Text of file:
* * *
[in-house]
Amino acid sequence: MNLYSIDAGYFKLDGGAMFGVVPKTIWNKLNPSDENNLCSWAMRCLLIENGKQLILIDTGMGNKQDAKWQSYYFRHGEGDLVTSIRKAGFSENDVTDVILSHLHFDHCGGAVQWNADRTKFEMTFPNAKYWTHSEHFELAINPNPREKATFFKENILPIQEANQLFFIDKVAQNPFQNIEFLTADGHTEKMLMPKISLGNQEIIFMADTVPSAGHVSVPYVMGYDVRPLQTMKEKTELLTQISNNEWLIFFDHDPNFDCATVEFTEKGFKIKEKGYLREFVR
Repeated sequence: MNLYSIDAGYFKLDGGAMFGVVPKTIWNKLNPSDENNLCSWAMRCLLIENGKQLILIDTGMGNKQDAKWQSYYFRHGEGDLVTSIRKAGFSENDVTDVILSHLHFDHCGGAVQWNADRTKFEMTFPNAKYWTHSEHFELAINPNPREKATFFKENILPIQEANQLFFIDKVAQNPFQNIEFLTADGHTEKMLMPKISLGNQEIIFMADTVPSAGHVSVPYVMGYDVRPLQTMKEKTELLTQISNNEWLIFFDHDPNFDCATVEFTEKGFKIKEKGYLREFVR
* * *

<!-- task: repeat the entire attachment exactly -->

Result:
[in-house]
Amino acid sequence: MNLYSIDAGYFKLDGGAMFGVVPKTIWNKLNPSDENNLCSWAMRCLLIENGKQLILIDTGMGNKQDAKWQSYYFRHGEGDLVTSIRKAGFSENDVTDVILSHLHFDHCGGAVQWNADRTKFEMTFPNAKYWTHSEHFELAINPNPREKATFFKENILPIQEANQLFFIDKVAQNPFQNIEFLTADGHTEKMLMPKISLGNQEIIFMADTVPSAGHVSVPYVMGYDVRPLQTMKEKTELLTQISNNEWLIFFDHDPNFDCATVEFTEKGFKIKEKGYLREFVR
Repeated sequence: MNLYSIDAGYFKLDGGAMFGVVPKTIWNKLNPSDENNLCSWAMRCLLIENGKQLILIDTGMGNKQDAKWQSYYFRHGEGDLVTSIRKAGFSENDVTDVILSHLHFDHCGGAVQWNADRTKFEMTFPNAKYWTHSEHFELAINPNPREKATFFKENILPIQEANQLFFIDKVAQNPFQNIEFLTADGHTEKMLMPKISLGNQEIIFMADTVPSAGHVSVPYVMGYDVRPLQTMKEKTELLTQISNNEWLIFFDHDPNFDCATVEFTEKGFKIKEKGYLREFVR